TensorflowJs – basic tensor operations and getting the individual values from a tensor

We have seen in the previous article that tensors are just a fancy way of referring to a structured collection of numbers. Any data container from a simple variable (0-dimension array) to a vector (1-dimension array) and up to a 6-dimension array is called a tensor.

In today's article, we will take a look at what are some basic tensor operations that TensorflowJs API provides out of the box, and also how to get the values from a tensor.

Let's roll!

Tensor operations with TensorflowJs

While tensors serve as the main containers of data the TensorflowJs library also provides a set of operations meant for the manipulation of this data.

For example, we can use a basic add operation to calculate the sum of two arrays:

const a = tf.tensor1d([1, 2, 3]);
const b = tf.tensor1d([10, 20, 30]);

An alternate way of writing this is:

tf.add(a, b).print();  // [11, 22, 33]

In the case where the shape of the two tensors are not the same we will get the below error:

Uncaught Error: Operands could not be broadcast together with shapes

And we also have access to multiple other arithmetic operations such as: tf.sub(), tf.maximum() or tf.pow().

Note that the tensors are immutable. Therefore these operations do not change their values. The operations return will always return new tensors.

Alongside basic math operations, TensorflowJs also comes with many other types of operations like:

• tf.unique(): retrieves unique elements
• tf.transpose(): transposes 2d matrixes arrays
• tf.greater(): returns the truth value of (a > b) for elements in 2 tensors

You can checkout the TensorflowJs API docs to see the full list.

TensorflowJs - getting the individual values from a tensor

Tensorflow was initially made for distributed computing. While this is great for the huge amount of computing needed for machine learning, it makes some basic operations a bit less intuitive.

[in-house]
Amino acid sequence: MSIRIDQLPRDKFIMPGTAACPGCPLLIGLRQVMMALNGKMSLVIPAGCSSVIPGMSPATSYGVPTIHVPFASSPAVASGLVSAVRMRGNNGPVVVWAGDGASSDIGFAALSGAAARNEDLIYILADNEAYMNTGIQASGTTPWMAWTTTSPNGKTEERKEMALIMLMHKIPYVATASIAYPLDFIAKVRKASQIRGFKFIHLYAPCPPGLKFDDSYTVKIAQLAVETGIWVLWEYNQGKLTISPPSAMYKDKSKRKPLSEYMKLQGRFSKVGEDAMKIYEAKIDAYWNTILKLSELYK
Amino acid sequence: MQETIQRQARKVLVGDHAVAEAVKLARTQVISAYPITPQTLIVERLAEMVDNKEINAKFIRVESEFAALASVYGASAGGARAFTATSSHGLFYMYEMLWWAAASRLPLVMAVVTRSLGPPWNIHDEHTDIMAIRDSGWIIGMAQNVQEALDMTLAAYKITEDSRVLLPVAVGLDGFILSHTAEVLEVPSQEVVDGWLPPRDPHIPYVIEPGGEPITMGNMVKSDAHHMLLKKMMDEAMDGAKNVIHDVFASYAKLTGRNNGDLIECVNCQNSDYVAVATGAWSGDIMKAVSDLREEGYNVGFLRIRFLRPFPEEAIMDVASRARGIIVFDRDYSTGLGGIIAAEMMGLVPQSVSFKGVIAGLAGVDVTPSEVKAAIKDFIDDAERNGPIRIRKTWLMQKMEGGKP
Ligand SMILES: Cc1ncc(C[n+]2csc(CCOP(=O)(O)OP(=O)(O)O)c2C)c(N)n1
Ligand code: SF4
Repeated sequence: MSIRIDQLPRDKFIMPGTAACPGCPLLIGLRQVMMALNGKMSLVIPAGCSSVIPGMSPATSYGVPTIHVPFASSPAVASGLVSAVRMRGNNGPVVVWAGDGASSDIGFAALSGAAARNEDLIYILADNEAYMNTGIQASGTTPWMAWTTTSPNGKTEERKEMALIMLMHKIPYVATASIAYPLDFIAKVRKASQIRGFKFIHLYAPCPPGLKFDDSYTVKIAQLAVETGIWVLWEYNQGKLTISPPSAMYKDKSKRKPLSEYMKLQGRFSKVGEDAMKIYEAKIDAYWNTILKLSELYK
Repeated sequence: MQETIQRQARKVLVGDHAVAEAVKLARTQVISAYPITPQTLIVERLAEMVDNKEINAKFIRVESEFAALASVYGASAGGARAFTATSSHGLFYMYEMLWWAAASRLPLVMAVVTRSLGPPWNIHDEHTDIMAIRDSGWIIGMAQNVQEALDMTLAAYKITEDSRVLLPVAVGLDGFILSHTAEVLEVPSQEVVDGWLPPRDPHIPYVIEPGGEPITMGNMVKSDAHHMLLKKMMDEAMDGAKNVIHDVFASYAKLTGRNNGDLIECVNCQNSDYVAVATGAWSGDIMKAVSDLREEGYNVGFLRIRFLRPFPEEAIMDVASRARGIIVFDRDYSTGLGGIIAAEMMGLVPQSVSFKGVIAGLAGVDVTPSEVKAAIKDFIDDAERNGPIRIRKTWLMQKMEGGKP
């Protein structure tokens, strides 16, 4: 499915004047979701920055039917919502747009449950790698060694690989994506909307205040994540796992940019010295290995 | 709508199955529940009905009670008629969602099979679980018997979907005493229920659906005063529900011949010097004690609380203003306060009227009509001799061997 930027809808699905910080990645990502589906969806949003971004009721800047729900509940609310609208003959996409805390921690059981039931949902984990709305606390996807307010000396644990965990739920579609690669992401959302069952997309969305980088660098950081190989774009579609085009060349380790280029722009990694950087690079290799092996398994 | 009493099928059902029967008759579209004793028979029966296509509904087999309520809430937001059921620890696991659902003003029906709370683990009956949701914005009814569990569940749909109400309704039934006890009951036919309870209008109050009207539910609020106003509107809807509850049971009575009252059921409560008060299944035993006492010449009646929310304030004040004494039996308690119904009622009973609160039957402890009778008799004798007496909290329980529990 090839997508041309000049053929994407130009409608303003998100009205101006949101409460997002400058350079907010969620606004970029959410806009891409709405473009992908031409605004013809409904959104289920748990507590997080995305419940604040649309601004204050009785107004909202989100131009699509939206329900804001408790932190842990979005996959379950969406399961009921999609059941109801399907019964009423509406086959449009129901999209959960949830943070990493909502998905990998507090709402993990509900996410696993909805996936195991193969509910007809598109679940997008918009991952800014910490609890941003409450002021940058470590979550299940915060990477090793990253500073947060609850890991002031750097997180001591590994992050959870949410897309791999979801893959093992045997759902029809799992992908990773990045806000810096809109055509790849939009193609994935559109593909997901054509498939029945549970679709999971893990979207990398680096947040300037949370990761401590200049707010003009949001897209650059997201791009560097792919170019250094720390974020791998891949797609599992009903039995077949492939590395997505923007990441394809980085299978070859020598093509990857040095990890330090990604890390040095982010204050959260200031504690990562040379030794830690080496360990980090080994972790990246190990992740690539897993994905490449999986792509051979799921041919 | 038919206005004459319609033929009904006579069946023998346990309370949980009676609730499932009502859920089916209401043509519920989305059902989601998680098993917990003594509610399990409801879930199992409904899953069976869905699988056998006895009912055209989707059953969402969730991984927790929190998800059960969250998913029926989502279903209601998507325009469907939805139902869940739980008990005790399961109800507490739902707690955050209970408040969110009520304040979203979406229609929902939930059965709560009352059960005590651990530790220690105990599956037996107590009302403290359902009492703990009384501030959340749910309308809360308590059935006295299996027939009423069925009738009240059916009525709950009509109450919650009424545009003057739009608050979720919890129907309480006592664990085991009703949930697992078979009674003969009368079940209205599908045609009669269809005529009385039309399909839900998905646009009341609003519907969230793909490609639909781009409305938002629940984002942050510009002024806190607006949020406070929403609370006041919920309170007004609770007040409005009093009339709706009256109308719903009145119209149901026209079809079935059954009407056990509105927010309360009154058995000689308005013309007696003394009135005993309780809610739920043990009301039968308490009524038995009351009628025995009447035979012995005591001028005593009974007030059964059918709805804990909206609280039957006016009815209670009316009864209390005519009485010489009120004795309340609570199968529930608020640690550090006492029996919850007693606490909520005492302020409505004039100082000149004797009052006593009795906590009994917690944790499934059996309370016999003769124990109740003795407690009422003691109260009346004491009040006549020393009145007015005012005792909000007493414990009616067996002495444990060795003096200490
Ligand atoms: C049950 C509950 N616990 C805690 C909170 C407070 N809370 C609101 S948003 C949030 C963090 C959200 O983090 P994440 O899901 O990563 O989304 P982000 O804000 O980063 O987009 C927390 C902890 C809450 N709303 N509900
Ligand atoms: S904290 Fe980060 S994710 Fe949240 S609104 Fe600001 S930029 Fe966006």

For example when we try to iterate through the individual values in a tensor, or when we try to extract the results of a TensorflowJs model prediction in a Javascript variable.

Let's say we have the following tensor:

const a = tf.tensor([[1, 2], [3, 4]])

If we want to get the individual values from this tensor we will need to first call the asynchronous array() method and only after the returned promise is resolved we will get access to the actual values:

a.array().then(mat => {
for(let i = 0; i < mat.length; i++)
for(let j = 0; j < mat[i].length; j++)
console.log(`mat[\${i}][\${j}] has a value of \${mat[i][j]}`)
});

The above code will return the following output:

mat[0][0] has a value of 1
mat[0][1] has a value of 2
mat[1][0] has a value of 3
mat[1][1] has a value of 4

And if you want to get the flattened data we can use the data() method:

a.data().then(arr => {
console.log(arr)
// [1, 2, 3, 4]
});

There are also synchronous versions of these methods but can cause performance issues.

// gets the multi-dimensional array
console.log(a.arraySync());
// gets the flattened data
console.log(a.dataSync());

Bun, in general, you should try to use the asynchronous array() and data() methods in production.

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